In the wake of the European summit on migration, it is time to debunk myths and speak out some truths.
A spectre is haunting Europe. This time it is fear of hordes of dark skinned people swamping its shores. Often it is the Muslim within and without whose alien culture is about to threaten Christian Europe. The so called ‘populist’ movements have become a euphemism for right wing nationalist political movements who are setting the xenophobic political agenda.
In June we marked 25 years of refugee crisis with a salutary reminder that at its most conservative 34,361 migrants and refugees died trying to reach Europe. Many more have drowned and many scorched to death trying to cross the Sahara. They will remain uncounted with no memorials.
Following the two day European summit to resolve the migration crisis towards the end of June, the Evening Standard editorial addressed some of the issues on 29 of June. However the arguments put forward reinforced some of the myths that are widespread.
Firstly, to argue that migration is driven by rapidly increasing population in Africa is to succumb to a long held Malthusian myth of population as the main driver of social ills. The truth is that globalisation over the last thirty years as a means for greater prosperity has in fact increased poverty across Africa. Research carried out by the Oxford Poverty and Human Development Initiative showed that across the 24 Sub-Saharan African countries, about 200 million people were destitute in 2014. The imposition of Structural Adjustment Programmes by the International Monetary Fund and World Bank on African countries enforcing economic liberalisation, free trade and privatisation to service debt increased poverty and inequality.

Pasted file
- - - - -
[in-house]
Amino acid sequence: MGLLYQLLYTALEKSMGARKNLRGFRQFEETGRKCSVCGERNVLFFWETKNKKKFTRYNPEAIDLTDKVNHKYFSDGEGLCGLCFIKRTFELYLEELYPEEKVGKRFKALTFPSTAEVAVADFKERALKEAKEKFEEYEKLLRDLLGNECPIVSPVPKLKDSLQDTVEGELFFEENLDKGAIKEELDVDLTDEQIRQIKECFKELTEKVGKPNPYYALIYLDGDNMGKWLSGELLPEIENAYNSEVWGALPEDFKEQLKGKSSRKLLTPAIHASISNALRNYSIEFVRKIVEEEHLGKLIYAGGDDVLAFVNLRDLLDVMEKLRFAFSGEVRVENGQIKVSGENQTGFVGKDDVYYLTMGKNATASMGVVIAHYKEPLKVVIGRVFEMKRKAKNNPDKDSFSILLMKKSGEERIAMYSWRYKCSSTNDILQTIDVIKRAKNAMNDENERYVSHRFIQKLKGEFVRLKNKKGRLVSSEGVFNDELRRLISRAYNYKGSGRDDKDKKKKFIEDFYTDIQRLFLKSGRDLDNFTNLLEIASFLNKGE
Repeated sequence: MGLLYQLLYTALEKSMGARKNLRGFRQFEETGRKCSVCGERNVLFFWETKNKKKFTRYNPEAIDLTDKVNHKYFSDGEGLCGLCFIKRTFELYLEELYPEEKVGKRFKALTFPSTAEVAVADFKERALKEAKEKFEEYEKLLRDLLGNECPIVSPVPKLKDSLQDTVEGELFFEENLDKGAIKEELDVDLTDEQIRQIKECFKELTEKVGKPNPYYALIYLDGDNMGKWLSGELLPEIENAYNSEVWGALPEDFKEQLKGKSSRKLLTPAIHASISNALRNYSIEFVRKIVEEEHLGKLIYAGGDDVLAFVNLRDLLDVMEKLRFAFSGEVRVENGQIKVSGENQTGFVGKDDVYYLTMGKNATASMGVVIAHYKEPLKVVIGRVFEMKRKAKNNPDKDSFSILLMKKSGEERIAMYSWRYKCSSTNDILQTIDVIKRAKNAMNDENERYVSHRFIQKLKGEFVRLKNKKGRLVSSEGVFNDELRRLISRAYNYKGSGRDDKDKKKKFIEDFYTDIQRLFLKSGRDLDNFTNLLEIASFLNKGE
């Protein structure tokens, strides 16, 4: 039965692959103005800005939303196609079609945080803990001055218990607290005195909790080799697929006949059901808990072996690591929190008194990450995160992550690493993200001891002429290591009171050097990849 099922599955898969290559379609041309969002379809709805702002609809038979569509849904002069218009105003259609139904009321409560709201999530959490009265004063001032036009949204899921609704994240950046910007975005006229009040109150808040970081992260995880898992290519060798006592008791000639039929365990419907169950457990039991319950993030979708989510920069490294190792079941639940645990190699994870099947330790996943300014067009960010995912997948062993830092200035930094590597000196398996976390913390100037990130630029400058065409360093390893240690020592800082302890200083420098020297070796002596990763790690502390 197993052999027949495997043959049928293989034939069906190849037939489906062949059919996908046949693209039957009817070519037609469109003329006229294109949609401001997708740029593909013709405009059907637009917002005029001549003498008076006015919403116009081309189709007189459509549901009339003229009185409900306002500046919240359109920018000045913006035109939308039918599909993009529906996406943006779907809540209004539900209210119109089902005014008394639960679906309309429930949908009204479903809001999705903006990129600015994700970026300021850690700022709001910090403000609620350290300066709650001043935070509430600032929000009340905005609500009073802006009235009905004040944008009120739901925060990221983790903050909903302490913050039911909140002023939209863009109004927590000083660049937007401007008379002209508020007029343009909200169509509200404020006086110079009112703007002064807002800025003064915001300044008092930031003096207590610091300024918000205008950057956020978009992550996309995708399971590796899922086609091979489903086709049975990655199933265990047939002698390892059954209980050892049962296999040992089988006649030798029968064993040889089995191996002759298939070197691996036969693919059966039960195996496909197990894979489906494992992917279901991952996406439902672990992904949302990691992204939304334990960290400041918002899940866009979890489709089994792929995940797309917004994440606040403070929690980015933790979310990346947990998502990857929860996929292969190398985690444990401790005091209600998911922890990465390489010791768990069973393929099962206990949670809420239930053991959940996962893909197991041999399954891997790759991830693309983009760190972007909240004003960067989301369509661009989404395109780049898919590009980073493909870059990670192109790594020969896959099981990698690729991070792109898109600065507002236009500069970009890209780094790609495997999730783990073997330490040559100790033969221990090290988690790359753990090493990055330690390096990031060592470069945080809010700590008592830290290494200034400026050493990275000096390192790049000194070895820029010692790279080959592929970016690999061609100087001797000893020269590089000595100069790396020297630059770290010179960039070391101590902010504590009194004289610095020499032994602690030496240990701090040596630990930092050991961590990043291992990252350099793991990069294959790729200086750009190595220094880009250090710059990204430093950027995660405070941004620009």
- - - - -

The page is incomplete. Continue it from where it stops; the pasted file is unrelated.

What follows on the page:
It is popular to argue that generous benefits are attracting migrants to Europe, more so now because of access to social media and mobile phones in Africa which show how better life is in Europe. Researchers who gathered information over 1000 interviews with migrants and refugees found that there was no evidence to support this view. Claims are often made by many politicians that most refugees are economic migrants. Another survey of migrants showed that only 20 percent leave there countries for Europe for economic reasons. The majority of migrants who reach European shores are fleeing wars, violence and persecution.
The US declaration of the generational global war on terror following September 11 was a turning point. Beginning with Afghanistan in 2001, moving to Iraq in 2003, then to Libya in 2011 and followed by Syria, the war involved direct invasions, ensuing counterinsurgencies and proxy wars. As in other modern wars, bombing and airstrikes were the major cause of internal displacement and cross-border refugees. Further afield, the civil war in Southern Sudan, the ongoing war on terrorism in Somalia, the war in Yemen, the repression in Eritrea, the war on terrorism in the Sahel including Nigeria have all contributed to producing refugees. Of the 62.5 million refugees 85 percent find shelter in their neighbourhood and 57 percent of all the refugees come from three countries, Afghanistan, Syria and South Sudan.
The other myth that has been promoted has been that Europe has a liberal migration policy. Frontex, the European Border and Coastguard Agency was set up in 2005 and its mandate was reinforced in 2016 in the wake of the 2015 migration crisis. It has enormous powers to intercept, control and deport migrants without any regard for their human rights. The conditions in the existing refugee camps are inhumane, cramped, and insecure leading to trauma amongst refugees.